Human mind is often haunted by this age-old question and requests for an answer through prayers or while talking to high priests. The question is: Why do bad things happen to good people? We try our best to be good. We show love to others & yearn for others’ love. We do our jobs & duties, hoping for some recognition from our peers. But, still bad things happen to us. Our beliefs are shattered; frustration & emotional pain surges; uncertainty confounds us. If you are religious, you want to know if God has any control over this world or if the ‘bad things’ just a series of tests to challenge our faith? Even if you are not religious person, you still want to make sense of life. He/she definitely wants to know if there is any greater purpose for human beings in this ever-expanding cosmos. May be one thing is certain in this world or our life: It is impossible to understand things – things that advance from the past devouring into future. Coen Brothers’ under-rated fable “A Serious Man” deals with these existential themes. What if our existence has no ultimate purpose? What if we look back at our lives and only see a meaningless void? The Coens’ original script, based on the timeless story of Job, asks these questions on life’s big issues. But, contrary to its title & themes “A Serious Man” doesn’t remain only as thought-provoking film. It is funny too. As Mr. Roger Ebert perfectly states “This isn’t a laugh-laugh movie, but a wince-wince movie. Those can be funny too.”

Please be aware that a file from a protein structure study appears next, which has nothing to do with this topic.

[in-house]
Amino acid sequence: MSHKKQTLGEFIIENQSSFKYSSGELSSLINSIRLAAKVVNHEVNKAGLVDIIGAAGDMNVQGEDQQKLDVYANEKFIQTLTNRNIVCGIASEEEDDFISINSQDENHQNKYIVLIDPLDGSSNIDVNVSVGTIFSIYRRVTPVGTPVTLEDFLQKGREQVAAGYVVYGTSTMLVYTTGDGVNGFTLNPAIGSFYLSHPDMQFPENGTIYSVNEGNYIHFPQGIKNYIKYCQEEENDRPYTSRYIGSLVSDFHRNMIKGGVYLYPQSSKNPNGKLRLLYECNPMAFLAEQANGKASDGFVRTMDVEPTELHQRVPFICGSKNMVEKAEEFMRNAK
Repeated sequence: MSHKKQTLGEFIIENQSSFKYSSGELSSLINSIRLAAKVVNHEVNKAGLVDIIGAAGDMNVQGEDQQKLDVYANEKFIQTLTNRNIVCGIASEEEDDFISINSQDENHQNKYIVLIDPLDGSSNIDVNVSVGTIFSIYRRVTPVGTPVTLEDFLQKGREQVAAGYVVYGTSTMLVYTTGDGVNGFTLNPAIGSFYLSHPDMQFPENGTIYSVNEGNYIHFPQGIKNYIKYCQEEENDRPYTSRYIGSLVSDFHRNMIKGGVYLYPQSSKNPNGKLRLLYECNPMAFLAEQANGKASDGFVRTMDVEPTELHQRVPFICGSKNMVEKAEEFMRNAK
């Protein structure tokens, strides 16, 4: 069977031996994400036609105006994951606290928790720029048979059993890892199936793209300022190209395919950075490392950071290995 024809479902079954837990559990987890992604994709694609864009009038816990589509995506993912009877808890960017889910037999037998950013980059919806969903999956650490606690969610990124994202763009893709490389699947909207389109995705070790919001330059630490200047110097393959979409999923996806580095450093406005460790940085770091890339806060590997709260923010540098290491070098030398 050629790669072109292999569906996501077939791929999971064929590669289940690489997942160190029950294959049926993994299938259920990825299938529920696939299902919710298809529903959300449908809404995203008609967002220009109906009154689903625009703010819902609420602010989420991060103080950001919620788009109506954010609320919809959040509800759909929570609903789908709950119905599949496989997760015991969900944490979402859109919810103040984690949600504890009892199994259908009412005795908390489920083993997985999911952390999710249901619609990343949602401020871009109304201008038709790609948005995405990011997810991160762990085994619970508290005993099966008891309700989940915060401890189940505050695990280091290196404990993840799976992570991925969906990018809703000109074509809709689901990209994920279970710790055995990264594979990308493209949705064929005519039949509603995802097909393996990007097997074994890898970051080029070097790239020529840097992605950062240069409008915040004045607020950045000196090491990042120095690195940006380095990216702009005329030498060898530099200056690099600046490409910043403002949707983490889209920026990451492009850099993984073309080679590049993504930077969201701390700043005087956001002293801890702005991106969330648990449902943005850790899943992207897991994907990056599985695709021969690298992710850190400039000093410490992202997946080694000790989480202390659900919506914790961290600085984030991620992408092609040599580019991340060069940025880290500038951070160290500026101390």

The movie is set in a Minneapolis Suburban neighborhood in the late 1960’s. The majority of characters are Jewish, living in a predominantly protestant region. The protagonist is an ordinary, well-meaning, middle-aged family man & physical professor Larry Gopnik (Michael Stuhlbarg). The film observes two weeks of life in which time his personal as well as professional life takes grim and unpredictable turns. Larry’s wife Judith (Sari Lennick) wants to ‘gett’ (ritual divorce) to marry the oleaginous friend Sy Ableman (Fred Melamed). His son Danny (Aaron Wolff) who’s about to be take his bar mitzvah (Jewish coming-of-age ceremony) is so busy getting stoned. Larry’s daughter (Jessica McManus) often washes her hair, goes with friends to ‘The Hole’, sneaks some money from her father’s wallet and saves up the money to get a ‘nose job’. Larry’s unemployed, lonely elder brother Arthur (Richard Kind) lives with him, often sitting at their living room sofa, working on ‘Mentaculus’, which is alleged to be the probability map for the course of entire universe. Larry is also up for his tenure review.
The first of events that throws Larry’s life out of balance begins with the appearance of Korean student Clive (David Kang). He tries to bribe Larry to give him a passing grade, so as to keep his scholarship. Then comes Larry’s wife’ demand for ritual divorce. Larry’s home is wedged between the house of a strict, bigoted redneck, who wants to build a boat garage near Larry’s property and on the other side resides a highly sexualized housewife (Amy Landecker), who takes nude sunbaths in her yard. Artur’s behavior degenerates, anonymous letters are sent to tenure committee to besmirch Larry’s name, and more troubles follow. As they say ‘when it rains, it pours’. A friend advises Larry to meet a Rabbi [“We’re Jews, we have that well of tradition to draw on, to help understand. When we’re puzzled, we have all the stories that have been handed down from people to people” says the friend). He goes to see a Rabbi (in fact Rabbis) but what he is handed down is more puzzles and uncertainties. One small character in the film says “accept the mystery”, but like all of us, what Larry desires is definite answer on all the threatening developments.